Intermountain Life Flight - Adult and Children’s Critical Care Specialists

Intermountain Life Flight began HEMS in July 1978 in Salt Lake City. The service was based out of Latter Day Saints (LDS) Hospital and consisted of one Alouette helicopter under contract from Rocky Mountain Helicopters (RMH), six nurses, 10 paramedics and two pilots. The first flight took place on July 6. The flight team flew to Roosevelt, Utah, 125 miles east of Salt Lake City, to pick up a patient who had an accident with a bulldozer. The man sustained injuries to his arm and chest. After being stabilized at the Duchesne County Hospital, he was flown to LDS Hospital in Salt Lake City. After a few days there, he was released and went home with a model helicopter that commemorated the first flight of Intermountain Health Care’s air ambulance service. Fixed-wing operations had already been in service since 1972, based at the Salt Lake International Airport. In 1981, Rocky Mountain Helicopters became the primary service provider of fixed-wing services for Intermountain Life Flight with a Cessna Conquest and a Cheyenne II.

From July to December 1978, Intermountain Life Flight made 160 patient transports. To put this in a historical perspective, elsewhere in the country, Jimmy Carter was president, Scott Matheson was governor of Utah, gas cost 63 cents per gallon and a new Subaru cost $3,289. The Washington Bullets won the NBA Championship, Sony introduced the first video cassette recorder, the Bee Gees topped the charts with “Stayin’ Alive” and Farrah Fawcette was America’s sweetheart!

In 1978, Intermountain Life Flight was the seventh air medical helicopter service in the United States. By 2003, there were more than 545 medical helicopters based at more than 470 bases across the country.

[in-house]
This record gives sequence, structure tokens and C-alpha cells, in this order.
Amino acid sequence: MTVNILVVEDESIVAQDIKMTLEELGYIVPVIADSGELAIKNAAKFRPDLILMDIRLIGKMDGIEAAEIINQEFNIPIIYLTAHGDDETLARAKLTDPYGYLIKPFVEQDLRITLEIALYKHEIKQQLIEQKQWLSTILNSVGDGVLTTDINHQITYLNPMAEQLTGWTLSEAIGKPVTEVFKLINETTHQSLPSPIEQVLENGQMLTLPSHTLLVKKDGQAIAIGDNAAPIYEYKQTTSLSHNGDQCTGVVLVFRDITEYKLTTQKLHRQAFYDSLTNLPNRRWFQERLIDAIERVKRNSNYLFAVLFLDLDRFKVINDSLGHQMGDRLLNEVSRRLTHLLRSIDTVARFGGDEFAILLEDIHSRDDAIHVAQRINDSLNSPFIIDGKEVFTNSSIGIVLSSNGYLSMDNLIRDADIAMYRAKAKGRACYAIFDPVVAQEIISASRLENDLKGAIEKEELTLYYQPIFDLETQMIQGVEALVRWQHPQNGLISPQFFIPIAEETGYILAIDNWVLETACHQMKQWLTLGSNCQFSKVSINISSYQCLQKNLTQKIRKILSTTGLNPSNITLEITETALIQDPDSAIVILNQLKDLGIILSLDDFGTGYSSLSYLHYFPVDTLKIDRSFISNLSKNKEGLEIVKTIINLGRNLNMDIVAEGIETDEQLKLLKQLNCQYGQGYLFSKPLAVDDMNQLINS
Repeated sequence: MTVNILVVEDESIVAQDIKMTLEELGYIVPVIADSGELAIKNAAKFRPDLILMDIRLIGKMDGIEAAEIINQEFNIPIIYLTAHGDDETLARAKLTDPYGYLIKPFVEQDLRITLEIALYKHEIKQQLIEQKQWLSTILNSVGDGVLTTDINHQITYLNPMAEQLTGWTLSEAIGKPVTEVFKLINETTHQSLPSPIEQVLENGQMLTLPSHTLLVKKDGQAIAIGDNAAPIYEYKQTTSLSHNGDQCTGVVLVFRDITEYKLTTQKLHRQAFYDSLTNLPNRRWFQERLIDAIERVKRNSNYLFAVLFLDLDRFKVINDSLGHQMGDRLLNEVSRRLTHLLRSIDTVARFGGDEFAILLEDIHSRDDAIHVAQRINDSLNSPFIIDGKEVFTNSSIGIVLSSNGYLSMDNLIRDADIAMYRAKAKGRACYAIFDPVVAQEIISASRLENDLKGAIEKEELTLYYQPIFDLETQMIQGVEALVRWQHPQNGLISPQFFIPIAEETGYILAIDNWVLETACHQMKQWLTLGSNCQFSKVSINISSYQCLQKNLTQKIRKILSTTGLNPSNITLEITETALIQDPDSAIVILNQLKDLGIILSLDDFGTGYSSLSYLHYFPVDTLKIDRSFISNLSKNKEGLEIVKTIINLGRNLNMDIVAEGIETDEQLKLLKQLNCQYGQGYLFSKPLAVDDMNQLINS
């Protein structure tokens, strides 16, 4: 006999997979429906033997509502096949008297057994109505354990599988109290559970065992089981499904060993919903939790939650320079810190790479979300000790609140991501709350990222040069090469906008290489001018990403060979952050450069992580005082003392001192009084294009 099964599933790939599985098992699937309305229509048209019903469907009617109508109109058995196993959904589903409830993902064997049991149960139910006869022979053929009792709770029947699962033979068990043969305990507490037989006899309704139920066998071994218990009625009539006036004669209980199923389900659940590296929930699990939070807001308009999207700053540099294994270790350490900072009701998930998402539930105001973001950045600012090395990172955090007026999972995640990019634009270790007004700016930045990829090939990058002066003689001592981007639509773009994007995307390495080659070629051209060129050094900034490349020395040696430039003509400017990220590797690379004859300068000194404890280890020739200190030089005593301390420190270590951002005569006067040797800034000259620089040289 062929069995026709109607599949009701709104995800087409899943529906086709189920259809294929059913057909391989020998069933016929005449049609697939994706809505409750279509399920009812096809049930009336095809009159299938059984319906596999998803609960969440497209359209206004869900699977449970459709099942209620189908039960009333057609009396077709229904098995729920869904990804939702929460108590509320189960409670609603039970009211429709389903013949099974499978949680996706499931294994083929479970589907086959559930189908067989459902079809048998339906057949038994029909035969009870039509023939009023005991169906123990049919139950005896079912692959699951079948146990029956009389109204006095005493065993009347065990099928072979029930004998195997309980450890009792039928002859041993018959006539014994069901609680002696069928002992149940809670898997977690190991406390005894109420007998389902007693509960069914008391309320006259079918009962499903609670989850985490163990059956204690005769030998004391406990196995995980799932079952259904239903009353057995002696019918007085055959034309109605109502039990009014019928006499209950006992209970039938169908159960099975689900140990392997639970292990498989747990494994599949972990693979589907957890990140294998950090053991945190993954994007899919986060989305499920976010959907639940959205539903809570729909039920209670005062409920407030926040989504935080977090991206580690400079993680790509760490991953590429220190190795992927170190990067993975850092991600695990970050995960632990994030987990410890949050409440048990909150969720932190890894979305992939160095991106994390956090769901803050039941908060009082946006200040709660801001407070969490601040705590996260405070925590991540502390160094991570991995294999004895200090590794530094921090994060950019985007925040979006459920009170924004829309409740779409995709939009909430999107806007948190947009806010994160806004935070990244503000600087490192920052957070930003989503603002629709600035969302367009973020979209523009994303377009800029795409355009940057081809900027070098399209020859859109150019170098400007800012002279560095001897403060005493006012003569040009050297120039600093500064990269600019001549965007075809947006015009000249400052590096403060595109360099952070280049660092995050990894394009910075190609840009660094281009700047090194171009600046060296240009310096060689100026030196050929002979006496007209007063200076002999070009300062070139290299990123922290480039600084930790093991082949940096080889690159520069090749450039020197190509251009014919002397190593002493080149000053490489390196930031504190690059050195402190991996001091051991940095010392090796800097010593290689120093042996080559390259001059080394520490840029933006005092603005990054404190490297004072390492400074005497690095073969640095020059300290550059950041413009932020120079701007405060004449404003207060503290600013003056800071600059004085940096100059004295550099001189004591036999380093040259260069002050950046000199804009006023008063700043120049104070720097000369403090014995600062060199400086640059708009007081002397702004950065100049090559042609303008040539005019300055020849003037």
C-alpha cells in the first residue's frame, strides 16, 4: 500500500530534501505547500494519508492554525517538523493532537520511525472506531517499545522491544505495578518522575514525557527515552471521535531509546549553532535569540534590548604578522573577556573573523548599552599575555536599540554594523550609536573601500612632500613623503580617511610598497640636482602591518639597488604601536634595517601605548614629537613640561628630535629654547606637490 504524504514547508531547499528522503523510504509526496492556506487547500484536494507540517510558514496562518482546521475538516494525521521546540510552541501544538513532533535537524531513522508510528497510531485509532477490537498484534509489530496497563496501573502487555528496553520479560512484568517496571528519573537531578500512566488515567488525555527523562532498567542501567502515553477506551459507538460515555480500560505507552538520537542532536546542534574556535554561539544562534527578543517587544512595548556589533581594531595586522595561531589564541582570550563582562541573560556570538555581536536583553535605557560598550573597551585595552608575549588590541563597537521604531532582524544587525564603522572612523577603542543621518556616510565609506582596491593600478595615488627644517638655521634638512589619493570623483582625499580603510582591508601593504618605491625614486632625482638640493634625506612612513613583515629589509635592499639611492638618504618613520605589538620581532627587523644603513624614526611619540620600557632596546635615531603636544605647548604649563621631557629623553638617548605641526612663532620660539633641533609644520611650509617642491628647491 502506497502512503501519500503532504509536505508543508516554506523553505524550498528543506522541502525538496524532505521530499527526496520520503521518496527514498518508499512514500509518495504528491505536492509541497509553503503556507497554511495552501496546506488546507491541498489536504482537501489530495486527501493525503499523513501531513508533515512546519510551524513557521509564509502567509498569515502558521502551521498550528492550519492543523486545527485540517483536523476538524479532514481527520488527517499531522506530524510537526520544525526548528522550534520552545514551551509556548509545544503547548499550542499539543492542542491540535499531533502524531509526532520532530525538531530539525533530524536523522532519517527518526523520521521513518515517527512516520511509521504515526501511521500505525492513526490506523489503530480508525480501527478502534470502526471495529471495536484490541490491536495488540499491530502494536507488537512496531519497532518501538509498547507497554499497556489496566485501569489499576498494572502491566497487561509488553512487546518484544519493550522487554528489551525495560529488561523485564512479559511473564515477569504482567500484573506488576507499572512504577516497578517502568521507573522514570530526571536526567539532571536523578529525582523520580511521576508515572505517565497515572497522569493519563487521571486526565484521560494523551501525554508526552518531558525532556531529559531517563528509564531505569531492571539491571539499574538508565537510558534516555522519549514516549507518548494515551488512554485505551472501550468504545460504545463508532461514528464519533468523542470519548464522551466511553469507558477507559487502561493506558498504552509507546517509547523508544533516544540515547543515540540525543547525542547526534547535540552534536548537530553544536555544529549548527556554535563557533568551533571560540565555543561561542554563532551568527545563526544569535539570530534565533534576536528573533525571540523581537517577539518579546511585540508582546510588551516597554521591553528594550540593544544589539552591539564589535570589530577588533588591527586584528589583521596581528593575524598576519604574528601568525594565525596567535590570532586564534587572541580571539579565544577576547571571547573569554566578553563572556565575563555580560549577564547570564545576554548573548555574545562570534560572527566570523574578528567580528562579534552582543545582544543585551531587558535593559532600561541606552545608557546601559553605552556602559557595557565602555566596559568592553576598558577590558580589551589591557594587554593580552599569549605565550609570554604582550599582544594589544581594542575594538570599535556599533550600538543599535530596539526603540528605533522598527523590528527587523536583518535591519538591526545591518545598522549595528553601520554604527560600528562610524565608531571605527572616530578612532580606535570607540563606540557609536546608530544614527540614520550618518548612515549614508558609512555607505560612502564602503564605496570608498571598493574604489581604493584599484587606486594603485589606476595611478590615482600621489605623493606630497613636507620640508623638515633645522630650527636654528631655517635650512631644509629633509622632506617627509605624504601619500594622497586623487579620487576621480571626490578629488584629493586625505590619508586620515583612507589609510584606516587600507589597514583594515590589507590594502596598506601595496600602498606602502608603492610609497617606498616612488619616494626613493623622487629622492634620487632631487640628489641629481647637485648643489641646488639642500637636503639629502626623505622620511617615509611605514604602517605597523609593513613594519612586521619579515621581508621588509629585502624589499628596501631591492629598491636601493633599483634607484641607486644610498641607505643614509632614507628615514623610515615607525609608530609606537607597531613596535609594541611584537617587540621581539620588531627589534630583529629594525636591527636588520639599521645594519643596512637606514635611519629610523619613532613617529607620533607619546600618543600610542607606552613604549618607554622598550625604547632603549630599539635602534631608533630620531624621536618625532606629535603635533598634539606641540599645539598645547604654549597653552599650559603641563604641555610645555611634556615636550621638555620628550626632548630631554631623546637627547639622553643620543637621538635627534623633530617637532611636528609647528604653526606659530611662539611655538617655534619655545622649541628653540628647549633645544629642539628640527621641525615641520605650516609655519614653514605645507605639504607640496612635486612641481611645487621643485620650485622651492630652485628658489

April 1979 saw the Intermountain Life Flight pediatric team begin service with eight flight nurses specializing in care and transportation of pediatric patients from regional hospitals. In 1989, a second Alouette helicopter was placed in service and based at Primary Children’s Medical Center, staffed with a flight team consisting of a pilot, nurse and pediatric nurse.


The University of Utah transferred its neonatal special care unit to Primary Children’s Medical Center in 1990. During that same year, the team was designated as a special care transport team for Intermountain Life Flight. Utah Valley Medical Center also had its neonatal transport team join Intermountain Life Flight that year.

In 1993, Intermountain Life Flight made the decision to purchase two Agusta A109 K2 helicopters. Replacing the older Alouette helicopters with twin-engine aircraft that could perform at high altitude was a critical factor in the decision-making process. The K2 was well suited for search-and-rescue missions in the mountains of Utah, as well as the range and speed required for patient transports from regional hospitals. Additionally, the A109K2 was well suited for hoist operations and was being considered in future planning.

Intermountain Life Flight purchased three King Air B-200 twin-engine aircraft in 1998, and in July of the same year became the first air medical transport service to be accredited in the state of Utah, by the Commission on Accreditation of Medical Transport Systems (CAMTS.)

Intermountain Life Flight became a Part 135 operator in December 1999.

August 2000 saw Intermountain Life Flight expand operations by basing an Agusta A109K2 at Utah Valley Regional Medical Center to more effectively serve San Juan, San